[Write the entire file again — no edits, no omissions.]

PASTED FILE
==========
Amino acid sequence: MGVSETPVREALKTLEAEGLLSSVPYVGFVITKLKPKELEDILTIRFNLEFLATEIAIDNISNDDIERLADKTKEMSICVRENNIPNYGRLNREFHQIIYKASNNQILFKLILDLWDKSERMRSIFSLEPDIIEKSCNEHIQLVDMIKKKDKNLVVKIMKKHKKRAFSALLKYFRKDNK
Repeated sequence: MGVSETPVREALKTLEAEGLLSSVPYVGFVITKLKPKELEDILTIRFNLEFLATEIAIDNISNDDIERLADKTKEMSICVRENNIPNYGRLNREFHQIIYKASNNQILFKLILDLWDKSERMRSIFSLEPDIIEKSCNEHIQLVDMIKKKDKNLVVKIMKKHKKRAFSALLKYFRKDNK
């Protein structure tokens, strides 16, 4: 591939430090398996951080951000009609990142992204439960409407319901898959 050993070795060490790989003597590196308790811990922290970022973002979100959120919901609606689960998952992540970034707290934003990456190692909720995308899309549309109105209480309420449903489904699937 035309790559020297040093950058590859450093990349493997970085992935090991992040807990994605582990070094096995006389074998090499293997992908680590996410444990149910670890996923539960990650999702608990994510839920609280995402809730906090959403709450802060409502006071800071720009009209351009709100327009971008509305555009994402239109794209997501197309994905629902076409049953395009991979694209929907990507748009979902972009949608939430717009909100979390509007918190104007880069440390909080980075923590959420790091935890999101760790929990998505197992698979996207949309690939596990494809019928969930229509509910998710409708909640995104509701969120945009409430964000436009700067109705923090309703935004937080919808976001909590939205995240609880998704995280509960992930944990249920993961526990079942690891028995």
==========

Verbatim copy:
Amino acid sequence: MGVSETPVREALKTLEAEGLLSSVPYVGFVITKLKPKELEDILTIRFNLEFLATEIAIDNISNDDIERLADKTKEMSICVRENNIPNYGRLNREFHQIIYKASNNQILFKLILDLWDKSERMRSIFSLEPDIIEKSCNEHIQLVDMIKKKDKNLVVKIMKKHKKRAFSALLKYFRKDNK
Repeated sequence: MGVSETPVREALKTLEAEGLLSSVPYVGFVITKLKPKELEDILTIRFNLEFLATEIAIDNISNDDIERLADKTKEMSICVRENNIPNYGRLNREFHQIIYKASNNQILFKLILDLWDKSERMRSIFSLEPDIIEKSCNEHIQLVDMIKKKDKNLVVKIMKKHKKRAFSALLKYFRKDNK
């Protein structure tokens, strides 16, 4: 591939430090398996951080951000009609990142992204439960409407319901898959 050993070795060490790989003597590196308790811990922290970022973002979100959120919901609606689960998952992540970034707290934003990456190692909720995308899309549309109105209480309420449903489904699937 035309790559020297040093950058590859450093990349493997970085992935090991992040807990994605582990070094096995006389074998090499293997992908680590996410444990149910670890996923539960990650999702608990994510839920609280995402809730906090959403709450802060409502006071800071720009009209351009709100327009971008509305555009994402239109794209997501197309994905629902076409049953395009991979694209929907990507748009979902972009949608939430717009909100979390509007918190104007880069440390909080980075923590959420790091935890999101760790929990998505197992698979996207949309690939596990494809019928969930229509509910998710409708909640995104509701969120945009409430964000436009700067109705923090309703935004937080919808976001909590939205995240609880998704995280509960992930944990249920993961526990079942690891028995």